Thursday, October 29, 2009

London, post script

How can I put this? I think I'm missing London a little bit. Not immensely, nor do I wish to move back. But I miss it enough to warrant a short visit.

I never truly felt like a local in London. But who does? Nearly everyone in London comes from somewhere else, whether from a small village in the north of England or all the way from a foreign land on the other side of the world, London is home to an assortment of people looking for something different. I think the only time I felt like a local was on the Tube. I knew where I was going, where I needed to switch trains, had my 30% discount Oyster card, and maneuvered around all the slow people. Although occasionally I was one of the slow people. Once above ground however, I returned to being a tourist, albeit a jaded, tired tourist who had spent a little bit too much time in the city.

I remember occasions where I was at the Southbank Centre looking across the Thames to the Houses of Parliament and its crowning feature, Big Ben. In those moments, I truly felt like a tourist in the most positive and happiest of ways.

During weekends where I felt particularly adventurous, I'd venture to areas of London I hadn't seen before. One time I visited some street in Camden and immediately likened it to Old Town Pasadena, near my home in Alhambra. It was a most unexpected comparison, one I knew I wouldn't make again anywhere else in London. This turned out to be true.

I remember my first visit to the Portobello Road Market during my last weeks in London. I found it ironic considering most people make this a must-see during their brief vacations yet it took me nearly 2 years to make the westward trip.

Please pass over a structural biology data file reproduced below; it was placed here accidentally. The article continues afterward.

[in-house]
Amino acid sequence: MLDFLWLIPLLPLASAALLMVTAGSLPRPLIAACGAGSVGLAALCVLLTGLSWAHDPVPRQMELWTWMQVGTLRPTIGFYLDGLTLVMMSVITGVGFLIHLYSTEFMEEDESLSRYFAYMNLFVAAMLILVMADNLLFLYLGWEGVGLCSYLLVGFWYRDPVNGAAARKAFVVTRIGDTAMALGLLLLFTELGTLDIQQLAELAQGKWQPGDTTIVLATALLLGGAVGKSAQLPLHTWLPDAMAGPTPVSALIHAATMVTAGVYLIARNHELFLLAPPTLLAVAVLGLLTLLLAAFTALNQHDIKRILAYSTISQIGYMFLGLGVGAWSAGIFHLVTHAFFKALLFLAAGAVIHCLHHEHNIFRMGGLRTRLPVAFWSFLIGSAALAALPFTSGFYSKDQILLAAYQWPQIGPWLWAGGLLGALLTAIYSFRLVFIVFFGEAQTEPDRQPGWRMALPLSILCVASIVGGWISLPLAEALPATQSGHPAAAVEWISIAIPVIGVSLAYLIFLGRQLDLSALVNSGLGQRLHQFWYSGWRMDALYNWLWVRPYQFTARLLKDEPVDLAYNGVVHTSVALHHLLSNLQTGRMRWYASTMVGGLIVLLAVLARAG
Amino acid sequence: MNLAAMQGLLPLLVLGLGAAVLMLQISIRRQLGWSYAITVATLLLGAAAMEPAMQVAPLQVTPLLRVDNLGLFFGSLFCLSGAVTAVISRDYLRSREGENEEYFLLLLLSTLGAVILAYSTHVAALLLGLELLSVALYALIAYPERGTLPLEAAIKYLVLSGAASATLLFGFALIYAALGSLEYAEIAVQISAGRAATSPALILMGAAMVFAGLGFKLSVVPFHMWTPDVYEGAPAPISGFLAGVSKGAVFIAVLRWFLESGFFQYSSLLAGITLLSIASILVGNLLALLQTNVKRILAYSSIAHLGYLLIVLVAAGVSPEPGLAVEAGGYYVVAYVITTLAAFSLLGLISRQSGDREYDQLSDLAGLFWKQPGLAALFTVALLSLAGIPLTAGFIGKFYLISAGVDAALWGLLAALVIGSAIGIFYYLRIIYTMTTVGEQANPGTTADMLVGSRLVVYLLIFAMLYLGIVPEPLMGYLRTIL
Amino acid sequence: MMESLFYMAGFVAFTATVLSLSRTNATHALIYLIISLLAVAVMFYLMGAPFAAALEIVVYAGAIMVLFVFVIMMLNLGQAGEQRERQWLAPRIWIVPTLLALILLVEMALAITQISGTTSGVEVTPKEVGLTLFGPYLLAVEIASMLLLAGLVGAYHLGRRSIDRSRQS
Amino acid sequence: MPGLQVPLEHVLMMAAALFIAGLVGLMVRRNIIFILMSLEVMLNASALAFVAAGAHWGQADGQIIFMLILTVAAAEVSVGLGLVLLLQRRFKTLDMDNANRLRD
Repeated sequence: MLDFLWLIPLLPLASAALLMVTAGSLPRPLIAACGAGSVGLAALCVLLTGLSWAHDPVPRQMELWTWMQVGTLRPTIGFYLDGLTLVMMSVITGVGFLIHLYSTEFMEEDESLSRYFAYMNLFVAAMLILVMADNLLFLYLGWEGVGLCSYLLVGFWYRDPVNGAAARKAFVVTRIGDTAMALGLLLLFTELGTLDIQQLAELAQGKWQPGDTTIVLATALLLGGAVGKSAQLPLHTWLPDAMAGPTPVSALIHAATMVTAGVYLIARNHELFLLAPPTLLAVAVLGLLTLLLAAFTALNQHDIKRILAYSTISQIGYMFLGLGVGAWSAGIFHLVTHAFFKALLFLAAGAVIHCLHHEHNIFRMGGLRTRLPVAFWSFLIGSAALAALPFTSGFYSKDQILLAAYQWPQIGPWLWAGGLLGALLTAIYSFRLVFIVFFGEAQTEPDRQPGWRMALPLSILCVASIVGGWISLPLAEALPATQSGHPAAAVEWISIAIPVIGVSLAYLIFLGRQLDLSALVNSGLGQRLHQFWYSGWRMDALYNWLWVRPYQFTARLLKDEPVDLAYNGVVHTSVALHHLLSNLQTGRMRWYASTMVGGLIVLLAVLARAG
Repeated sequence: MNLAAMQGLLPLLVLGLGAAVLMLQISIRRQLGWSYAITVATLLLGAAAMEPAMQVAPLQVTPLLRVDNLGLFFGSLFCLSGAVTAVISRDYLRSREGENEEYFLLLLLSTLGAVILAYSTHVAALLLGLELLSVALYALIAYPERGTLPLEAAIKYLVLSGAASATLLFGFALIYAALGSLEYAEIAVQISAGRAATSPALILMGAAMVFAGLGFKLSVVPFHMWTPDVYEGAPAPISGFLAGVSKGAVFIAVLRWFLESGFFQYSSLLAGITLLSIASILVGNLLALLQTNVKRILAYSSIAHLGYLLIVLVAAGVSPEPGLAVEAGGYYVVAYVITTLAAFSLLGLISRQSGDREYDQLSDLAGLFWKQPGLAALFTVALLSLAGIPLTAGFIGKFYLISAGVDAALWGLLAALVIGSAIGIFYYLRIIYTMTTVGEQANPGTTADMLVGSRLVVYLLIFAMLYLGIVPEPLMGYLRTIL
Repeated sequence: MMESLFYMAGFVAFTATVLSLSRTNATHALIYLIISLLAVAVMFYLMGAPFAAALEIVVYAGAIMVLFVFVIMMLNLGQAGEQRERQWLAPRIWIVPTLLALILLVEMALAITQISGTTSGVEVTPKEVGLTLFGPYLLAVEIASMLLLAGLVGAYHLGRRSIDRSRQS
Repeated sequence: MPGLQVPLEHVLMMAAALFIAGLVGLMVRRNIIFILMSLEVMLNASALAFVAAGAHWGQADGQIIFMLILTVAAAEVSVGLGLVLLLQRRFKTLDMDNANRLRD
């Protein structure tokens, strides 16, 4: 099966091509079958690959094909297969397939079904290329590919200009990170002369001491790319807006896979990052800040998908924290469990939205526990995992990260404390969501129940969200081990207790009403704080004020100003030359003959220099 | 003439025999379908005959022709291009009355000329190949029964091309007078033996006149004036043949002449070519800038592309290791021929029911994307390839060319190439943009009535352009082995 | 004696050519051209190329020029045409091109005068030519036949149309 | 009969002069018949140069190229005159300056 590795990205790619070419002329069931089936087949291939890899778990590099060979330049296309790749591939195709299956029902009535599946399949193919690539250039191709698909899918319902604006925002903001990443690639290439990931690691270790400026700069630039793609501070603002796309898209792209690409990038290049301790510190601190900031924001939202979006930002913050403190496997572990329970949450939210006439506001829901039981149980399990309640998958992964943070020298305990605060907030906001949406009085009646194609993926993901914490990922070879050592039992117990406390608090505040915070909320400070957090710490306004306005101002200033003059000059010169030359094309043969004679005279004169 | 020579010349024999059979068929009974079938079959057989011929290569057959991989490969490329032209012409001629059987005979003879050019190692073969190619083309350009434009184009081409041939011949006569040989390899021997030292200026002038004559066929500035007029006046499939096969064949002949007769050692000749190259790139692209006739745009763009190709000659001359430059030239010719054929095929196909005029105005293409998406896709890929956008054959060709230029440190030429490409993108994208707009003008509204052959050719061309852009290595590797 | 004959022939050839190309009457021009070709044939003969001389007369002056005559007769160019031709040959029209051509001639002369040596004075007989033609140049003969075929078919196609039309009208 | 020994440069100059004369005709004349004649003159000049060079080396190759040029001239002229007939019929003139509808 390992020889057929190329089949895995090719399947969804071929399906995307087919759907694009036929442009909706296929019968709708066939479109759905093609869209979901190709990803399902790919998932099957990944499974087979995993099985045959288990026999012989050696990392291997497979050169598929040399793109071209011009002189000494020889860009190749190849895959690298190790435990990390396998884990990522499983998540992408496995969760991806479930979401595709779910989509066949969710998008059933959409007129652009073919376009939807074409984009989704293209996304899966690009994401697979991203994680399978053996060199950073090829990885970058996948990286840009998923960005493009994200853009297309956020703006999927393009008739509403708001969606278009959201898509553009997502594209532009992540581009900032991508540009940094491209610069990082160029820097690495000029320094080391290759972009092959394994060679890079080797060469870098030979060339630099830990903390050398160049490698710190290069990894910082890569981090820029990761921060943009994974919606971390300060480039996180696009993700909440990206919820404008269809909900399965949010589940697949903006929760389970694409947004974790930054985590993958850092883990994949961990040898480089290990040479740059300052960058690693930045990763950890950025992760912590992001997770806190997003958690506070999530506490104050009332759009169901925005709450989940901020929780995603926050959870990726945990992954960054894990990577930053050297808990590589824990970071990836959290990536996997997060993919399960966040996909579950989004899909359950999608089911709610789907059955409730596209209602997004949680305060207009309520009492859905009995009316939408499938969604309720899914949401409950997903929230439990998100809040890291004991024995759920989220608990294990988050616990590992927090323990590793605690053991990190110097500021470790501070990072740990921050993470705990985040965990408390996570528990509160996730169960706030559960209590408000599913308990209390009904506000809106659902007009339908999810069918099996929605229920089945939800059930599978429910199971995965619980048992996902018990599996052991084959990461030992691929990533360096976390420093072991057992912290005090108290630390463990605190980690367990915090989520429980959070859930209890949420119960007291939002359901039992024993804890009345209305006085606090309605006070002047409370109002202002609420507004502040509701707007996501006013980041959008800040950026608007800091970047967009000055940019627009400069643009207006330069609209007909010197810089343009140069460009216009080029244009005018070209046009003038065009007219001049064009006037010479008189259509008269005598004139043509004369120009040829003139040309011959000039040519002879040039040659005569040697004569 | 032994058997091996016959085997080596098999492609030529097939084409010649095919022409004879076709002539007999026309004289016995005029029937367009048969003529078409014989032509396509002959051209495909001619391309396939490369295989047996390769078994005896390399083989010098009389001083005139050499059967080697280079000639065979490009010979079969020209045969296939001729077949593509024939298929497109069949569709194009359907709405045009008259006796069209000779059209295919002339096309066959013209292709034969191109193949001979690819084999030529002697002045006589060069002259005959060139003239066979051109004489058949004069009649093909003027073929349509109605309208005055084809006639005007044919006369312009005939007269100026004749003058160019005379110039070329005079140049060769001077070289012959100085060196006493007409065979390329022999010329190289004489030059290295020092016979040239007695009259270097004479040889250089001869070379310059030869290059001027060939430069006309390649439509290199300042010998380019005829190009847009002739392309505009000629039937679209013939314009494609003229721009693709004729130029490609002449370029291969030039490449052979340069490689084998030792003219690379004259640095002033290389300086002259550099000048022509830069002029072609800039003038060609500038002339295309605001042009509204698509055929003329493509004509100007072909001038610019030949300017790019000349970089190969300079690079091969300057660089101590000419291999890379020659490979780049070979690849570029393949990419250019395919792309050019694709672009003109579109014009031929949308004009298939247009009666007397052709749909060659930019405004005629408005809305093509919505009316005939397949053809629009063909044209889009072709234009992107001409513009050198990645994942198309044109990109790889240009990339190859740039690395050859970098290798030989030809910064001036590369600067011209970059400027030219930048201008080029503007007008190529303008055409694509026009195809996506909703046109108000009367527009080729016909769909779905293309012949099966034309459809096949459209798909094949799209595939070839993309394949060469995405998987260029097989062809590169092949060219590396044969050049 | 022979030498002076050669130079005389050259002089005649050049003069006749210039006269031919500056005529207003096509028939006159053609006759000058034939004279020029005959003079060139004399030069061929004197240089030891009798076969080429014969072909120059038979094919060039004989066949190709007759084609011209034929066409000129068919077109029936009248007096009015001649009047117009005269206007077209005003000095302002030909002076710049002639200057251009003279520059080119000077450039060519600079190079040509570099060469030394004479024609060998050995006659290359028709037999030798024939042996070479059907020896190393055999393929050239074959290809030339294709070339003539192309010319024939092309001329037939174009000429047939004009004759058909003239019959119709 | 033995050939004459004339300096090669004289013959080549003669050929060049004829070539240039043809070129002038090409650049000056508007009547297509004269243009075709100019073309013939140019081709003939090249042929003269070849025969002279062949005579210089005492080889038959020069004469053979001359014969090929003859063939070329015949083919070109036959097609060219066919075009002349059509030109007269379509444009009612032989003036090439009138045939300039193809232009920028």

Speaking of markets, I truly miss Borough Market with its numerous food stalls selling venison burgers, jamon serrano, chorizo, and weird smoothies (that I never bought, but enjoyed looking at). Though staunchly independent, I never once visited Borough Market by myself. It was a place where I got to know people better over cheese samples and shots of fruit juices.

I was never a big fan of the DLR. In fact, I felt that TFL ought to have paid US just for using their inconsistent, slow, driver-less pieces of shit. With that said, I do miss the views of the Docklands throughout South East London, especially when nearing Canary Wharf. I also enjoyed emerging from the Canary Wharf Tube station to read the giant stock market ticker wrapped around one of the nearby skyscrapers, not understanding any of it. And of course, passing a pre-disgrace Lehman Bros. building wondering what the hell goes on inside. A good hypothesis would be the burning of American currency?